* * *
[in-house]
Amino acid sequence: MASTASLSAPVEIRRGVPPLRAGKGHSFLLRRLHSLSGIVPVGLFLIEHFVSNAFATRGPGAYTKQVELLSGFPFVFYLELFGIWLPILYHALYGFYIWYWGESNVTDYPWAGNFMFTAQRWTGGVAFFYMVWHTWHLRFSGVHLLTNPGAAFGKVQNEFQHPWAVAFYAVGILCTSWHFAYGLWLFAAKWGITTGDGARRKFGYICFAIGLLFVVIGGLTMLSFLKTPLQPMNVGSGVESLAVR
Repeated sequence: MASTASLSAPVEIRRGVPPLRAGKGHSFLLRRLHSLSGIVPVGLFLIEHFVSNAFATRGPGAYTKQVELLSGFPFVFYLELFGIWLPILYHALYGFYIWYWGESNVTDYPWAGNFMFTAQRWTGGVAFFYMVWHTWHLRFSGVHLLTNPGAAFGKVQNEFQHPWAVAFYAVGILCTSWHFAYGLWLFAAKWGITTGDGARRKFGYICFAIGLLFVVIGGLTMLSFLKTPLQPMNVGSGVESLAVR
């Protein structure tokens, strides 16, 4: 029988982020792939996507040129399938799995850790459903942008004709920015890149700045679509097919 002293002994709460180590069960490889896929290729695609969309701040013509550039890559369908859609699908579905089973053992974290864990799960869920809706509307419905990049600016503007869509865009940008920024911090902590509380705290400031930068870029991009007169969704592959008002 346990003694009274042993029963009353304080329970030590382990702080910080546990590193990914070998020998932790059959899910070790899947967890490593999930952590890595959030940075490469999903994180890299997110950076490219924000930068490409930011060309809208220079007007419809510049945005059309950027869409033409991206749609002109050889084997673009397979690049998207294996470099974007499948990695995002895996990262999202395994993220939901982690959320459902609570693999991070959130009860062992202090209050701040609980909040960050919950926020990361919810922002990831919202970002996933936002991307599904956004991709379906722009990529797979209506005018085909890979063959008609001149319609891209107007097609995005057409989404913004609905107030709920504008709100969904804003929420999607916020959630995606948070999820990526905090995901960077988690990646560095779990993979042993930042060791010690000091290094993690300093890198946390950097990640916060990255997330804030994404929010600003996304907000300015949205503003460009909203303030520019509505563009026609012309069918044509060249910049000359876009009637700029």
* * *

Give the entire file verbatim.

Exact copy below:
[in-house]
Amino acid sequence: MASTASLSAPVEIRRGVPPLRAGKGHSFLLRRLHSLSGIVPVGLFLIEHFVSNAFATRGPGAYTKQVELLSGFPFVFYLELFGIWLPILYHALYGFYIWYWGESNVTDYPWAGNFMFTAQRWTGGVAFFYMVWHTWHLRFSGVHLLTNPGAAFGKVQNEFQHPWAVAFYAVGILCTSWHFAYGLWLFAAKWGITTGDGARRKFGYICFAIGLLFVVIGGLTMLSFLKTPLQPMNVGSGVESLAVR
Repeated sequence: MASTASLSAPVEIRRGVPPLRAGKGHSFLLRRLHSLSGIVPVGLFLIEHFVSNAFATRGPGAYTKQVELLSGFPFVFYLELFGIWLPILYHALYGFYIWYWGESNVTDYPWAGNFMFTAQRWTGGVAFFYMVWHTWHLRFSGVHLLTNPGAAFGKVQNEFQHPWAVAFYAVGILCTSWHFAYGLWLFAAKWGITTGDGARRKFGYICFAIGLLFVVIGGLTMLSFLKTPLQPMNVGSGVESLAVR
């Protein structure tokens, strides 16, 4: 029988982020792939996507040129399938799995850790459903942008004709920015890149700045679509097919 002293002994709460180590069960490889896929290729695609969309701040013509550039890559369908859609699908579905089973053992974290864990799960869920809706509307419905990049600016503007869509865009940008920024911090902590509380705290400031930068870029991009007169969704592959008002 346990003694009274042993029963009353304080329970030590382990702080910080546990590193990914070998020998932790059959899910070790899947967890490593999930952590890595959030940075490469999903994180890299997110950076490219924000930068490409930011060309809208220079007007419809510049945005059309950027869409033409991206749609002109050889084997673009397979690049998207294996470099974007499948990695995002895996990262999202395994993220939901982690959320459902609570693999991070959130009860062992202090209050701040609980909040960050919950926020990361919810922002990831919202970002996933936002991307599904956004991709379906722009990529797979209506005018085909890979063959008609001149319609891209107007097609995005057409989404913004609905107030709920504008709100969904804003929420999607916020959630995606948070999820990526905090995901960077988690990646560095779990993979042993930042060791010690000091290094993690300093890198946390950097990640916060990255997330804030994404929010600003996304907000300015949205503003460009909203303030520019509505563009026609012309069918044509060249910049000359876009009637700029």